The deaths have been spread over the course of this month, but they have only been added to the NHS England statistics today (Thursday).
There are often delays of several days - and sometimes longer - in the recording of deaths.
Cases are only included in the data when the positive Covid-19 test result is received, or death certificate confirmed with Covid-19 mentioned.
It is the first time any deaths have been announced at Leeds hospitals since October 1, and the largest daily total since May 2 when 21 deaths were recorded.
Elsewhere in Yorkshire, there were also two deaths at Bradford Teaching Hospitals NHS Foundation Trust.
There was one death recorded in the following areas: Calderdale and Huddersfield NHS Foundation Trust, Northern Lincolnshire and Goole NHS Foundation Trust, The Rotherham NHS Foundation Trust, South Tees Hospitals NHS Foundation Trust and York Teaching Hospital NHS Foundation Trust.
That means 18 deaths have been recorded at Yorkshire hospitals today - the highest number since mid-June.
There were 63 deaths recorded at hospitals elsewhere in England, the figures show.
It comes as NHS Test and Trace recorded its worst ever week for contact tracing as cases of coronavirus continue to rise.
It is understood senior Government officials have expressed concern that Test and Trace could become “overwhelmed” if case numbers get too high.
They argue Test and Trace works best when incidence of Covid-19 is at lower levels and smaller outbreaks can be stopped in their tracks.
But they said it is difficult for the system to have an impact in places where incidence of coronavirus is high.
Test and Trace is also having less impact than hoped due to the fact some people who test positive find it very difficult to isolate.
New data shows 62.6% of close contacts of people who tested positive for Covid-19 in England were reached through the system in the week ending October 7.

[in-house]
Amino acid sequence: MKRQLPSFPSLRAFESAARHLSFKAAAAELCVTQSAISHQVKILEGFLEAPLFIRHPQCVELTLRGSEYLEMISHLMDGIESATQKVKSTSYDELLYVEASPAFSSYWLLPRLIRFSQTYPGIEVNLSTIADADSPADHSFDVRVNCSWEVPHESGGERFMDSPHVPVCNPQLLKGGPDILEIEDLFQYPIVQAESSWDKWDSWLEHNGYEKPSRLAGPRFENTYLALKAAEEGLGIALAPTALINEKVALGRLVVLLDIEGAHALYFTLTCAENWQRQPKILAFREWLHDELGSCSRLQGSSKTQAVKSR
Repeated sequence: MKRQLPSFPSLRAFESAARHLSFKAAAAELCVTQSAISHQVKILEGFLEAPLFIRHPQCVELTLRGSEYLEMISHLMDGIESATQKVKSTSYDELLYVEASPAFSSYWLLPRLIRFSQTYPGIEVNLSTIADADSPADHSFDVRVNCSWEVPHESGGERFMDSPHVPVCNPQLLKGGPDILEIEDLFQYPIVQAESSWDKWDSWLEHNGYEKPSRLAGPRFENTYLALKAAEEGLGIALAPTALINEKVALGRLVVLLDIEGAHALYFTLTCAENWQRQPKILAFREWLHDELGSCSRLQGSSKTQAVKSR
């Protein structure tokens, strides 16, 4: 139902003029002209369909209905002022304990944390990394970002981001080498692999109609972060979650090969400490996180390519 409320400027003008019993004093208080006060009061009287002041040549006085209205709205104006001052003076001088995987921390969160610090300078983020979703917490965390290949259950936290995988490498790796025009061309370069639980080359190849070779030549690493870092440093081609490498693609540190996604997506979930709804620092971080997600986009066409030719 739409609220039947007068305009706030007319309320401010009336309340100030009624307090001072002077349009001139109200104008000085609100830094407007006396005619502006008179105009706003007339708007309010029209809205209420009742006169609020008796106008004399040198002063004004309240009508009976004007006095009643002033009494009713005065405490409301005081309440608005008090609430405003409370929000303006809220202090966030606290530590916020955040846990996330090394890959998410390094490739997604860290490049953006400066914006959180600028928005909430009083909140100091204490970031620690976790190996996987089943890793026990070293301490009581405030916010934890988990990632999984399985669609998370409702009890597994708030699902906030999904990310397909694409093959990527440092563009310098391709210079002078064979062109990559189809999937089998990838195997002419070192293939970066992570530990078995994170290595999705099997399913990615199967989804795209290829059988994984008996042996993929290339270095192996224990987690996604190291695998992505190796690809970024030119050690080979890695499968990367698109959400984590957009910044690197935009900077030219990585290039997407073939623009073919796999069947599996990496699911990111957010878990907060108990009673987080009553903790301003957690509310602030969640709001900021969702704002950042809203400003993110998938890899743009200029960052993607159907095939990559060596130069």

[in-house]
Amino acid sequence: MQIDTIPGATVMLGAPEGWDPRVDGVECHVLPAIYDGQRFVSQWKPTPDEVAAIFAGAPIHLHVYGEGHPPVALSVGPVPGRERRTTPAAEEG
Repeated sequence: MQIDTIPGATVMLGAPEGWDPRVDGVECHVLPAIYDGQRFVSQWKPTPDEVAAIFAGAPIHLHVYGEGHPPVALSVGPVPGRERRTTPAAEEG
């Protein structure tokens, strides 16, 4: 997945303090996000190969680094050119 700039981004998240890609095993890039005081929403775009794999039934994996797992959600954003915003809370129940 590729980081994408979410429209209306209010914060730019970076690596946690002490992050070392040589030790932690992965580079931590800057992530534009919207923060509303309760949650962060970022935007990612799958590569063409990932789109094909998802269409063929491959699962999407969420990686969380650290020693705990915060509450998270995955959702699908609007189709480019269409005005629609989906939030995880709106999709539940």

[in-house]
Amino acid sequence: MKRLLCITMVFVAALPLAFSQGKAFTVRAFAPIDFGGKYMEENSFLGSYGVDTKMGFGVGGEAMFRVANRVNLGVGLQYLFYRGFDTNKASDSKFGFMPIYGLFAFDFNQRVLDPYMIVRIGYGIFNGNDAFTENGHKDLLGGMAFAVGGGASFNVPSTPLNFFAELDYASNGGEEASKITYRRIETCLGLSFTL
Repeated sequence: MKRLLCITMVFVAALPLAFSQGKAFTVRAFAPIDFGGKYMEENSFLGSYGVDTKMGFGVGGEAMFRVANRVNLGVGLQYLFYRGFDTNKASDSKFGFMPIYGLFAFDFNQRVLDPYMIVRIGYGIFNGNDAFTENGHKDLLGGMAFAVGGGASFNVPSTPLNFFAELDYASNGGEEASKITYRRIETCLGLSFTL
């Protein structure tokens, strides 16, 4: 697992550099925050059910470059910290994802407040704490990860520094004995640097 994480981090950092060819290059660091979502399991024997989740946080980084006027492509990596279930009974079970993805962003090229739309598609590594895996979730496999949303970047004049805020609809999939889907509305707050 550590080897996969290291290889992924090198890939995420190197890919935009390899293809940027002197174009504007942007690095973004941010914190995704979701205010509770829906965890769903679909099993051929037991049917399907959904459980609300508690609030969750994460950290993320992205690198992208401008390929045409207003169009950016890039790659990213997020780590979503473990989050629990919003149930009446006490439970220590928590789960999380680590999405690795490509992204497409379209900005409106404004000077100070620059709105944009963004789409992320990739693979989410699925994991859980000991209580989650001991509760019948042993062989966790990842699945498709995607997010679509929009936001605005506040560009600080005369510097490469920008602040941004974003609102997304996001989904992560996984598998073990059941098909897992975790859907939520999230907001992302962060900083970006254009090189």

This is the lowest weekly percentage since Test and Trace began, and is down from 69.5% the previous week.
For cases handled by local health protection teams, 97.7% of contacts were reached and asked to self-isolate in the week to October 7.
For those handled either online or by call centres, 57.6% of close contacts were reached and asked to self-isolate.
The way the system operates has been the subject of a political storm, with Labour highly critical of the way private firms have been used.
Shadow health secretary Jonathan Ashworth highlighted reports that Boston Consulting Group executives had been paid “over £6,000 a day to run this failing service”.
“In a single week this Government is paying these senior consultants more than they pay an experienced nurse in a year,” Mr Ashworth said as he questioned why “such huge sums of money are being paid to consultants to run a service that is only getting worse”.
The Opposition has also called on the Government to ditch outsourcing giant Serco from the £12 billion operation.
The latest data shows 89,874 new people tested positive for Covid-19 in England in the week to October 7 – a 64% rise in positive cases on the previous seven days.
It is the highest weekly number since Test and Trace was launched at the end of May.
When it comes to turnaround times for test results, there has been a slight week-on-week improvement.
Some 32.6% of people who were tested for Covid-19 in England in the week ending October 7 at a regional site, local site or mobile testing unit – an in-person test – received their result within 24 hours.
This is up from 27.4% in the previous week.
Prime Minister Boris Johnson pledged earlier in the year that by the end of June, the results of all in-person tests would be back within 24 hours.
Of the 87,918 people transferred to the Test and Trace system in the week to October 7, 76.8% were reached and asked to provide details of recent close contacts.
This is up slightly on 74.9% in the previous week.
This week’s figures include around 2% of the almost 16,000 cases that were previously unreported following technical errors at Public Health England.
Health Secretary Matt Hancock defended the system, telling MPs: “Through NHS Test and Trace we’ve built up a detailed picture of where and how this virus is spreading.
“This week’s NHS test and trace statistics show the testing capacity is up, testing turnaround times are down, and the distance travelled for tests is down too.”
But NHS Providers deputy chief executive Saffron Cordery said: “It’s deeply unfortunate that at this point with infections rising, admissions increasing and winter looming, there’s still clearly a long way to go until our test and trace system is fit for purpose.”